The Vice of Munich, the new Netflix film replays the tension of the Munich agreements

The Vise of Munich premiered a few days ago on Netflix. Adapted from a novel, the film is set against the backdrop of the Munich agreements signed between France, Germany, Great Britain and Italy in 1938.

Munich is the scene of tough negotiations in the new Netflix movie, The Vise of Munich. The leaders of the British and French government are greeted with hope by the German population who fear the specter of war. A situation which is not without echo with the current tensions on the Russian-Ukrainian border, judge Guillaume Erner, journalist at France Culture. How did the Munich agreements unfold and did they bring peace to Europe?

The Robert Harris novel that inspired the Netflix movie

Netflix adapts Munich, the historical novel by Robert Harris

The vice of Munichwhich arrived on the streaming platform in January 2022, is directly adapted from a novel by robert harris, Munich. This immerses us in September 1938, when Europe has its eyes fixed on Hitler and his desire for conquest towards Czechoslovakia. British Prime Minister Chamberlain travels to Munich to meet the German Chancellor. The fate of two childhood friends, Hugh Legat and Paul Hartmann then intersects again. The first is Chamberlain’s private secretary, while the second is a German diplomat and secretly foments an attack against Hitler. How far will they be willing to go to preserve the peace? If the two main characters are fictitious and their story too, The Vise of Munich is largely based on the historical facts that took place in 1938 in Munich. He is named for the BAFTA for “Best British Film”.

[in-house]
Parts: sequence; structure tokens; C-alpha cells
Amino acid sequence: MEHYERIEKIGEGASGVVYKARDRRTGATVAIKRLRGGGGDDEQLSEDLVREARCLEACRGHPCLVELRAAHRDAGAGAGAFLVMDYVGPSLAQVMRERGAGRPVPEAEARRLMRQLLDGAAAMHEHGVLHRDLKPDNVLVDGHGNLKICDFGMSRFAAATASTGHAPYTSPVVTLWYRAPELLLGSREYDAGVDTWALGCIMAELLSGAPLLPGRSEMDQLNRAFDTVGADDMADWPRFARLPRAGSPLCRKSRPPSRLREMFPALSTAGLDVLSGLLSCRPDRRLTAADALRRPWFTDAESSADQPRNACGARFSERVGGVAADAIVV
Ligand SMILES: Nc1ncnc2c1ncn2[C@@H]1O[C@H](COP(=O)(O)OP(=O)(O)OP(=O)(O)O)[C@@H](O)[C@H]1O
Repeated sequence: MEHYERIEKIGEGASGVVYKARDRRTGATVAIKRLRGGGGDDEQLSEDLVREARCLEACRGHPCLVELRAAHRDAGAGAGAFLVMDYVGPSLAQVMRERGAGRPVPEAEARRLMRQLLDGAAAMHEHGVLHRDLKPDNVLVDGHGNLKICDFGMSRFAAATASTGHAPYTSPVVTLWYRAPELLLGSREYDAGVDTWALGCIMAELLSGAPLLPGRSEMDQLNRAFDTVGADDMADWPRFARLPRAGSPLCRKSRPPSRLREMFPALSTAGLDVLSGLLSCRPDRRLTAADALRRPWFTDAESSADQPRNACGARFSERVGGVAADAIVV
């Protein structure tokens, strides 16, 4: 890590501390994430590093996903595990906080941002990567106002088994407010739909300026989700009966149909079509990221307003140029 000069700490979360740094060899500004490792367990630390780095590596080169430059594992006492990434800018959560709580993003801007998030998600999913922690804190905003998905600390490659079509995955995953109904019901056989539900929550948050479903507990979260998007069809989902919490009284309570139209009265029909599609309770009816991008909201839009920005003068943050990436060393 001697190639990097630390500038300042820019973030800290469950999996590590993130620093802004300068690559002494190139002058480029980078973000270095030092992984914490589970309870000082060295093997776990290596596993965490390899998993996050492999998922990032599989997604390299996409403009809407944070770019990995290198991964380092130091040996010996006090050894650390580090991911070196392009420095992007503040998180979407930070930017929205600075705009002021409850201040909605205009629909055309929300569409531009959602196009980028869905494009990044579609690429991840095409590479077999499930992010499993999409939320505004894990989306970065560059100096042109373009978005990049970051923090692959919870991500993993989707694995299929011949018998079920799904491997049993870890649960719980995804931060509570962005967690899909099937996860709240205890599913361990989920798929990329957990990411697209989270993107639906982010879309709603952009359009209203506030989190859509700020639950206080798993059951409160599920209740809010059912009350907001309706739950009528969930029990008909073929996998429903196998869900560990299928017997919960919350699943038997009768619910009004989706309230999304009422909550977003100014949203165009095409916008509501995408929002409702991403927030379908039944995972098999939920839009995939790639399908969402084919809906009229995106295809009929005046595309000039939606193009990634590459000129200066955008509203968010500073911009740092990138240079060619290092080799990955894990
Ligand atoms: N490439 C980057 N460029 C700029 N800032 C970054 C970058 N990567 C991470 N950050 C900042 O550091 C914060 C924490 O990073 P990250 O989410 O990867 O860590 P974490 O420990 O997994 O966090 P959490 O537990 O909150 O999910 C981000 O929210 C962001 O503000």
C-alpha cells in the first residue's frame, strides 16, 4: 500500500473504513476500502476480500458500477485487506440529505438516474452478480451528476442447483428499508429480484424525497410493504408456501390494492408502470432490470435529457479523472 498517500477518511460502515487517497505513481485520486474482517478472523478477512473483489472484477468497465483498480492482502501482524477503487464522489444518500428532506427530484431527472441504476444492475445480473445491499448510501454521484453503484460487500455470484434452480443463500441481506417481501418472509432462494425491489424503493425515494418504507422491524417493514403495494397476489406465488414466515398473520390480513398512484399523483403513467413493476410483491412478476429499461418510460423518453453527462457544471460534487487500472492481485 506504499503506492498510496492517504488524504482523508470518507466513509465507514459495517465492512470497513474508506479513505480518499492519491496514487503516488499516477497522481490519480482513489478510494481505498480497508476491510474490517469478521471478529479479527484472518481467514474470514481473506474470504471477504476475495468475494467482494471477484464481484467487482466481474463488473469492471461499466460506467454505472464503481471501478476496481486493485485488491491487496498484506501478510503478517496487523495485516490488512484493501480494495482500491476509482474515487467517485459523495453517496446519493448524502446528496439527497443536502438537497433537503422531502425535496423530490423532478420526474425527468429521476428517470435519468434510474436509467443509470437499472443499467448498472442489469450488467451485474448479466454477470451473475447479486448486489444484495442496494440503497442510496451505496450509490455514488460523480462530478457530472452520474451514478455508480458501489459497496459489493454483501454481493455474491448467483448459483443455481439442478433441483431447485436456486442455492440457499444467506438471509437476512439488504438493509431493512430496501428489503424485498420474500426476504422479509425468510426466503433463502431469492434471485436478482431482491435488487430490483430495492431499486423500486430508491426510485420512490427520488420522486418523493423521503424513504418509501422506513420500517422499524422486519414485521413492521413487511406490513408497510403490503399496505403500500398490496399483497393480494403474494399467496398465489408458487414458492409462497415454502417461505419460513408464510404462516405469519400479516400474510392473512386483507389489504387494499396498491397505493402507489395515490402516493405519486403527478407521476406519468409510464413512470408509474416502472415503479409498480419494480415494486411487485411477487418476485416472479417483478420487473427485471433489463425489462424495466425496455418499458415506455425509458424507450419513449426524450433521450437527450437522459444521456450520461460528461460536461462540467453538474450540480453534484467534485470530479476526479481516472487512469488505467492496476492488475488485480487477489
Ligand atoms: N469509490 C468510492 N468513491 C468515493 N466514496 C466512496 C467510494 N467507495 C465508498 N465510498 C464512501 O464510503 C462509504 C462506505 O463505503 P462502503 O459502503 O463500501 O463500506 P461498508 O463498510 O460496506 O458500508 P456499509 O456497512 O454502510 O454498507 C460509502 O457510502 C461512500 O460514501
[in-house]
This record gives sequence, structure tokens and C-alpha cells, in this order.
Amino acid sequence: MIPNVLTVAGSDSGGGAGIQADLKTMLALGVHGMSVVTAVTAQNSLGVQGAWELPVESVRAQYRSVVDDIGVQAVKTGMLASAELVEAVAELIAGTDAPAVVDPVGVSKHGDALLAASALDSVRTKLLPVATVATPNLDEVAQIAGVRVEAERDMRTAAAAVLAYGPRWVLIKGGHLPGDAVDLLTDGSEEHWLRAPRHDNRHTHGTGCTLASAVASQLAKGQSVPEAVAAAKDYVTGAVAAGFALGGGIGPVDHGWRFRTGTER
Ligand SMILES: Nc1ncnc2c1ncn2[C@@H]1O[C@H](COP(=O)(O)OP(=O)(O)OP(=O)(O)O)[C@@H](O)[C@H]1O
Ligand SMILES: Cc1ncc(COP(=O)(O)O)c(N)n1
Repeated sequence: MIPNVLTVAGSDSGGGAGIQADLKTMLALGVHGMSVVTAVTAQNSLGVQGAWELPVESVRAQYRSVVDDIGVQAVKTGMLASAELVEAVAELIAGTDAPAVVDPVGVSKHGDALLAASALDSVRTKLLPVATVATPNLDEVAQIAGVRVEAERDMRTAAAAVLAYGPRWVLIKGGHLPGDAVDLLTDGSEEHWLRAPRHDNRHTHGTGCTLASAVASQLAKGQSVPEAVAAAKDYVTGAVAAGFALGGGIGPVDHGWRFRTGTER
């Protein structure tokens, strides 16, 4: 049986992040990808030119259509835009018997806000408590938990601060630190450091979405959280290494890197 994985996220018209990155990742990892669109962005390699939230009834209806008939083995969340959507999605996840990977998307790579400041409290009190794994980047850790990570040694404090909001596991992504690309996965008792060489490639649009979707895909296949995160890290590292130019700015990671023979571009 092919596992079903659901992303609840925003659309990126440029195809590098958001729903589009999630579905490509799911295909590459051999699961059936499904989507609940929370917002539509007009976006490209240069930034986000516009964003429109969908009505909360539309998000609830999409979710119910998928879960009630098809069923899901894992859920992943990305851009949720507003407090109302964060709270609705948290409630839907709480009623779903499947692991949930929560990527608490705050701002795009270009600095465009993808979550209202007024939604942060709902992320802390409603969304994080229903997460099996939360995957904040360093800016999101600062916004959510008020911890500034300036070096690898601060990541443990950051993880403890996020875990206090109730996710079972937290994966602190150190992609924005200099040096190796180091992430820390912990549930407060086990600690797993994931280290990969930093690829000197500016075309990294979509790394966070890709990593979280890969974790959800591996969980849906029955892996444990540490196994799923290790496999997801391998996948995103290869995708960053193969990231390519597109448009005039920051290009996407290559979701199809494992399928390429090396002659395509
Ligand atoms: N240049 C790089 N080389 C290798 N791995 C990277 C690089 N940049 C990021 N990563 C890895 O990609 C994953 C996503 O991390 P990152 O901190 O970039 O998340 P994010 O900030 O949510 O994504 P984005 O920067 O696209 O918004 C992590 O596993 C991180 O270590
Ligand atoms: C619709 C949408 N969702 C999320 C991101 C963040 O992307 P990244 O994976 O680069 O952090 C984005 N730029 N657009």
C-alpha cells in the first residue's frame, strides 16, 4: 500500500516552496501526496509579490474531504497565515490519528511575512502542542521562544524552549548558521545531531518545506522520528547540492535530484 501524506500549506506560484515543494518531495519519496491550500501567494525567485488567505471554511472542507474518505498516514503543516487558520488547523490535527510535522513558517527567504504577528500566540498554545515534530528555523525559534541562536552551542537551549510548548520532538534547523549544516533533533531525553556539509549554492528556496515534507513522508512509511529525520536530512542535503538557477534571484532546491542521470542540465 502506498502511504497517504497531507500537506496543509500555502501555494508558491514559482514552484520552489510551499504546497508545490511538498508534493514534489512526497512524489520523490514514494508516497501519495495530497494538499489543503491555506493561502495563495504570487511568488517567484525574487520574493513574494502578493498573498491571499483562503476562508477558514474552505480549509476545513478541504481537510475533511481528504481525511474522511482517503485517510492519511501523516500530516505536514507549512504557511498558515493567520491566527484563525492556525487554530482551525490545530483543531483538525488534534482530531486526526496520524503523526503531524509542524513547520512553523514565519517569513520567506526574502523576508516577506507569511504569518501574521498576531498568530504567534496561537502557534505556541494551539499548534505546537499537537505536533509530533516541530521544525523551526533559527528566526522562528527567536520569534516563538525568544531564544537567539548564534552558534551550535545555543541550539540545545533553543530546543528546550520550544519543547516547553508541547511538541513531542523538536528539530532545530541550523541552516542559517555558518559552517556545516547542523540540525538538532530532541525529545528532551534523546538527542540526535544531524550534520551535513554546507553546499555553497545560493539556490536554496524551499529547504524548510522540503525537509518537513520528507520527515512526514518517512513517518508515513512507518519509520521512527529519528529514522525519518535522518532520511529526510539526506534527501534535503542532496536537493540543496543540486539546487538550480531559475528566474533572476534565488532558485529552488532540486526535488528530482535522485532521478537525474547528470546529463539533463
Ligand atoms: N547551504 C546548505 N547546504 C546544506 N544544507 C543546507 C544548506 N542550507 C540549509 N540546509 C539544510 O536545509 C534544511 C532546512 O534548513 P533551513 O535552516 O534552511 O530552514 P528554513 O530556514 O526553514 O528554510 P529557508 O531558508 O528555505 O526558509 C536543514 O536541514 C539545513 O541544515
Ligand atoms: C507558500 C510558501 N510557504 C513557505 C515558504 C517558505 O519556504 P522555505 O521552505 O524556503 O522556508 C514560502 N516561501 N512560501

The historic negotiations of the Munich agreements

In March 1938, Germany invaded Austria. After this first annexation, Adolf Hitler turns his gaze to eastern Germany, where the Sudetenland is located. The German Chancellor claims this region of Czechoslovakia, inhabited by a majority of German speakers. Europe fears war, and France even more, because it signed an alliance with Czechoslovakia in 1924. On September 23, 1938, Hitler announces the annexation of the Sudetenland for October 1. As France and its allies prepare for war, Benito Mussolini urges Hitler to hold a last-ditch conference with the European powers to avert war. A Conference of Four brought together Great Britain, Italy, France and Germany on September 29 and 30, 1938, in Munich. Édouard Daladier and Neville Chamberlain wished to avoid war at all costs, just like Benito Mussolini, who sought to discourage Hitler’s desire for conquest, for fear of a European conflict.

Chamberlain, Daladier, Hitler and Mussolini sign the Munich Agreement on September 30, 1938 in Munich
Chamberlain, Daladier, Mussolini, Hitler and Ciano, September 29, 1938, during the Munich Conference.

“We will have to choose for the next few weeks between war and dishonor”

The Munich agreements were signed on September 30, 1938. They forced the government of Czechoslovakia to evacuate the Sudetenland before October 1 and to dismantle its border fortresses. The agreements sacrifice Czechoslovakia for peace in Europe and leave a mixed taste in the mouths of Chamberlain and Daladier. Already Winston Churchill predicted in a letter before the conference: I feel like we’re going to have to choose for the next few weeks between war and dishonor, and I have little doubt about the outcome of that choice.. The two French and British leaders expect boos on their return to England and France, in the face of this betrayal of the government in Prague. This is not the case, however, and the populations even cheer them when they get off the plane, considering that they have avoided a serious conflict.

One year after the Munich agreements, the Second World War breaks out

If the allied powers welcome the peace agreements obtained on September 30, 1938, these do not make it possible to avoid war, a year later. On September 9, 1939, Germany invaded Poland. Two days later, France and England declared war on him. A conflict lasting almost six years ensues and causes the death of nearly 18,000,000 civilians and soldiers in Europe. As Hugh Legat asserts at the end of The Vise of Munichthe agreements are only a reprieve before the war.

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The Vice of Munich, the new Netflix film replays the tension of the Munich agreements